Pulmonary cysts are round, thin-walled, low attenuation spaces/lucencies in the lung. Lung cysts usually contain air but occasionally also contain fluid or solid material .
In contradistinction to all other organs, the term cyst as used in the lung is a misnomer, as it usually refers to a contained focus of gas, not fluid.
Pulmonary cysts can be congenital or acquired. Multiple lung cysts in a child may be associated with an underlying process although this is rare, e.g. pleuropulmonary blastomas .
There are several specific types of thin-walled cystic spaces in the lungs :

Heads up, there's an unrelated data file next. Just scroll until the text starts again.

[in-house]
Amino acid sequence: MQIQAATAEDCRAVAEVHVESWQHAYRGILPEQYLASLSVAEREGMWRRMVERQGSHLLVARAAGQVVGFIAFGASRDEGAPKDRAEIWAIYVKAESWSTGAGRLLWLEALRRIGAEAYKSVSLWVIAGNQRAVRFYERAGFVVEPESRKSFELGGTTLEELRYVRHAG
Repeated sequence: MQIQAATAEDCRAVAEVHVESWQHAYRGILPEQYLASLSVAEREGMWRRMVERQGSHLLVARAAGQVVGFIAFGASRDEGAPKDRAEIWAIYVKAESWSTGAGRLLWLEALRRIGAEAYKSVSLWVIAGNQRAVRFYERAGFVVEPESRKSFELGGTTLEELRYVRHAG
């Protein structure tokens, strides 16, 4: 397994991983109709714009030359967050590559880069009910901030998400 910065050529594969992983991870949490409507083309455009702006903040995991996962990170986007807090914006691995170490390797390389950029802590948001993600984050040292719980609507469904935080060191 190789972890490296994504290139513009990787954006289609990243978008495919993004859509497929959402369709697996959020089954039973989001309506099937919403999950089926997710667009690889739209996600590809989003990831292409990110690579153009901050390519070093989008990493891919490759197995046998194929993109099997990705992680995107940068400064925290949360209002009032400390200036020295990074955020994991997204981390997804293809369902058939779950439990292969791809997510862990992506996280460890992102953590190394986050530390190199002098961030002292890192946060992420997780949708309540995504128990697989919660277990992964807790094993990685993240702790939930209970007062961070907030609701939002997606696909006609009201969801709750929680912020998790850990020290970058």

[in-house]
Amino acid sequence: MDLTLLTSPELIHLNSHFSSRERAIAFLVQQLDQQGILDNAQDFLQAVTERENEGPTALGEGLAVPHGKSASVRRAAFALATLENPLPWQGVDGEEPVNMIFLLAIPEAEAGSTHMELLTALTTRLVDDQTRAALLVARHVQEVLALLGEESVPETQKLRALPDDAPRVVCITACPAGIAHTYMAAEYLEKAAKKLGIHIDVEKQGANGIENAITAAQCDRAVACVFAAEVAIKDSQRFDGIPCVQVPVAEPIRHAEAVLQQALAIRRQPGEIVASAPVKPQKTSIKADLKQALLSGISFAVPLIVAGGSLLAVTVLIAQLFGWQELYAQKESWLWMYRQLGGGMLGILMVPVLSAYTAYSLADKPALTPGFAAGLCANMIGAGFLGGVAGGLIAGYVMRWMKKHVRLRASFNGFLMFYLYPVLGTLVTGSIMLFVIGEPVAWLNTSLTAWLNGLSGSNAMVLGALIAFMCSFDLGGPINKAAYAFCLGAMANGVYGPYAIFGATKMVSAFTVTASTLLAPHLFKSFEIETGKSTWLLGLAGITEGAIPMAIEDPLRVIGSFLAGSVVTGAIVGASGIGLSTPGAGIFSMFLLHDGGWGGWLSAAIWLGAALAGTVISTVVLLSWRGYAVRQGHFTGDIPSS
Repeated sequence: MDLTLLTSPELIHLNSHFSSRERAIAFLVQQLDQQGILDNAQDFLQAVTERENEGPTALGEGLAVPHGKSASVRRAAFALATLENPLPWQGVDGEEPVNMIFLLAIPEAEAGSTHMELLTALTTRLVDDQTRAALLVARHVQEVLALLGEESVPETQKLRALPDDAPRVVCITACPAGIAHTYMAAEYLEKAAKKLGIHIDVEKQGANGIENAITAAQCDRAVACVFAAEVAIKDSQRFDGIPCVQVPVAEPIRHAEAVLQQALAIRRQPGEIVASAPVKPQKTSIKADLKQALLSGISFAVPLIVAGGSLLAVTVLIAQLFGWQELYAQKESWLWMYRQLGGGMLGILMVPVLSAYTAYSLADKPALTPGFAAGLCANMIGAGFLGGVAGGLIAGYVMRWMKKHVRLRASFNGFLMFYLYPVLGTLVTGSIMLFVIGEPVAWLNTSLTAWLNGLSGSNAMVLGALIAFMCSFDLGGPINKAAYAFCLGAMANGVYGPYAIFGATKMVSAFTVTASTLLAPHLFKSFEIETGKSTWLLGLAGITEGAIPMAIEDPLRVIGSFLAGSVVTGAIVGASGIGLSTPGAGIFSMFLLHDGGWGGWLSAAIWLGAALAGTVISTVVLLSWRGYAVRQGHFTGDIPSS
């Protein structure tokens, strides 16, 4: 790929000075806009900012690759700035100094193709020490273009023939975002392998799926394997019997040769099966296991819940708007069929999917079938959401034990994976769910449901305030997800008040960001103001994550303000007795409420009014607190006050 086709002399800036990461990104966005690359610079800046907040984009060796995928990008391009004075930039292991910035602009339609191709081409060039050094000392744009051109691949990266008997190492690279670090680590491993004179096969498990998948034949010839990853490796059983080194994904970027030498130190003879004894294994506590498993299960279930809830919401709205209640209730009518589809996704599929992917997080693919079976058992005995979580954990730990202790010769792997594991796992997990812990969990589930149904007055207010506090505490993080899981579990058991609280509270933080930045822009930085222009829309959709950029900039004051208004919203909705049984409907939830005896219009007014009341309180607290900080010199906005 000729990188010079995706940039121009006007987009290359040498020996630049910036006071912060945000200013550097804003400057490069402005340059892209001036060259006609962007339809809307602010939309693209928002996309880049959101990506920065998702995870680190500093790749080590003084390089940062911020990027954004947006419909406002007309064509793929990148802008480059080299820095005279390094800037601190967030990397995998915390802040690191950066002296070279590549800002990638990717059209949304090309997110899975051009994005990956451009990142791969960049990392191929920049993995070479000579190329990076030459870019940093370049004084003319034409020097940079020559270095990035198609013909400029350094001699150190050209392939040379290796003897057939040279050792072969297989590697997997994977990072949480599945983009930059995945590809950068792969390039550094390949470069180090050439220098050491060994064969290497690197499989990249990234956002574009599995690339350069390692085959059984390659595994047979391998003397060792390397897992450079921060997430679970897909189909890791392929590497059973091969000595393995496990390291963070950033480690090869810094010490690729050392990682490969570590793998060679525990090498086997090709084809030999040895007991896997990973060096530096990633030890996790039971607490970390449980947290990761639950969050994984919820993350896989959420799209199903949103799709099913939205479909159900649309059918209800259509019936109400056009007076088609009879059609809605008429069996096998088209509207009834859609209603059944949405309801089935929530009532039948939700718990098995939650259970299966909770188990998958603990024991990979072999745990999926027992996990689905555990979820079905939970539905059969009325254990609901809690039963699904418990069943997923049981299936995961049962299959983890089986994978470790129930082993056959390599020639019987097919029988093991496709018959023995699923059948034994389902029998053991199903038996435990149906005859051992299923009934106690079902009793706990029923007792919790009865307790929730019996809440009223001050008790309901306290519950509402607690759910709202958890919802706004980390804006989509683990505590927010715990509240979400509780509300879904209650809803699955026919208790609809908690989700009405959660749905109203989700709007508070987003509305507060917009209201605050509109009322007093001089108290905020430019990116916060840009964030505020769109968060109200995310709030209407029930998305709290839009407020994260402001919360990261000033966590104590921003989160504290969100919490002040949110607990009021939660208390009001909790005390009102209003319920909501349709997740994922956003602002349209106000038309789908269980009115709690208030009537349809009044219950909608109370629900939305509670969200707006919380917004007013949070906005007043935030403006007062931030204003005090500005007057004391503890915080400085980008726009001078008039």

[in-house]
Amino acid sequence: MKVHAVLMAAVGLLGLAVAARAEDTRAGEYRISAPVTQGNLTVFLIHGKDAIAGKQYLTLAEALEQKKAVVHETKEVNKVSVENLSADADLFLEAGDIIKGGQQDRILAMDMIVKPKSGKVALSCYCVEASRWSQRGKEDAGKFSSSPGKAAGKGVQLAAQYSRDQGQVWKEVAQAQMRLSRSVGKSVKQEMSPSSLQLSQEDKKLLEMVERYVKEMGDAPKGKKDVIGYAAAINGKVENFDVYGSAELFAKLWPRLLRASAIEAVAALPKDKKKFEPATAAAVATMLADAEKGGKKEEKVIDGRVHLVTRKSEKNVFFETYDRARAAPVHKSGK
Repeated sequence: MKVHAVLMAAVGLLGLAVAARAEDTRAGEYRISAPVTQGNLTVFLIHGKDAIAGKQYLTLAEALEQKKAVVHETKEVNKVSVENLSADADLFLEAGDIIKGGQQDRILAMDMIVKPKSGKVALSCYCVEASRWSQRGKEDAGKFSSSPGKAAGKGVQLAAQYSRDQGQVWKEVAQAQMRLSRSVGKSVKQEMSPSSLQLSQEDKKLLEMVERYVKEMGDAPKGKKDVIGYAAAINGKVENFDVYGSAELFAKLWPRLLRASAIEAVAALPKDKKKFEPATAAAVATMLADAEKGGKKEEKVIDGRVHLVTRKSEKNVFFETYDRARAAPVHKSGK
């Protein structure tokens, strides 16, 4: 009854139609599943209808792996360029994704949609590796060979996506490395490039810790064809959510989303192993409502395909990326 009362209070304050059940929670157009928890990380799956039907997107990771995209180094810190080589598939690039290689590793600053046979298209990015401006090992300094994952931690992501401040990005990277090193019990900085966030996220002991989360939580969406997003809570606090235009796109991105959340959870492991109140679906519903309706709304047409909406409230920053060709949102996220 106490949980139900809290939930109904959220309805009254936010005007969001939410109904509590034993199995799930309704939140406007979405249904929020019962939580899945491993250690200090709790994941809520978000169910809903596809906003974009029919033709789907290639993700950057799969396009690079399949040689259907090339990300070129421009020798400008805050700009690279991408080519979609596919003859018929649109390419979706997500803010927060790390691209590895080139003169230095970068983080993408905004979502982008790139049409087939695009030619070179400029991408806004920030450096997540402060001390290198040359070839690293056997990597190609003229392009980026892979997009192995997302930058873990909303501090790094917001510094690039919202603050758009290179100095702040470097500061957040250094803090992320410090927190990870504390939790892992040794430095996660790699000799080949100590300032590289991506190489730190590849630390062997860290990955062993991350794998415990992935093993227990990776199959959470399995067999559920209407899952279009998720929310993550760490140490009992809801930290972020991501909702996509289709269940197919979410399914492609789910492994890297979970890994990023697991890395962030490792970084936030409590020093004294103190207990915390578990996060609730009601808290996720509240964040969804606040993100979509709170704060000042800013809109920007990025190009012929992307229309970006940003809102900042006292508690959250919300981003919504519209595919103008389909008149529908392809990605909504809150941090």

- bleb: pleural/subpleural, ≤1-2 cm diameter
- bulla: pleural/subpleural, ≥1-2 cm diameter
- honeycombing: subpleural stacks of cysts, typically 3-10 mm diameter with walls 1-3 mm in thickness
- pneumatocele: usually transient cystic airspace within the lung, usually due to pneumonia or trauma
There are several mimics of pulmonary cysts:
- pulmonary cavity: surrounded by mass, nodule, or consolidation, creating wall thickness >2-4 mm
- emphysema: lucencies without wall and with central vessel
- cystic bronchiectasis: contiguous with other airways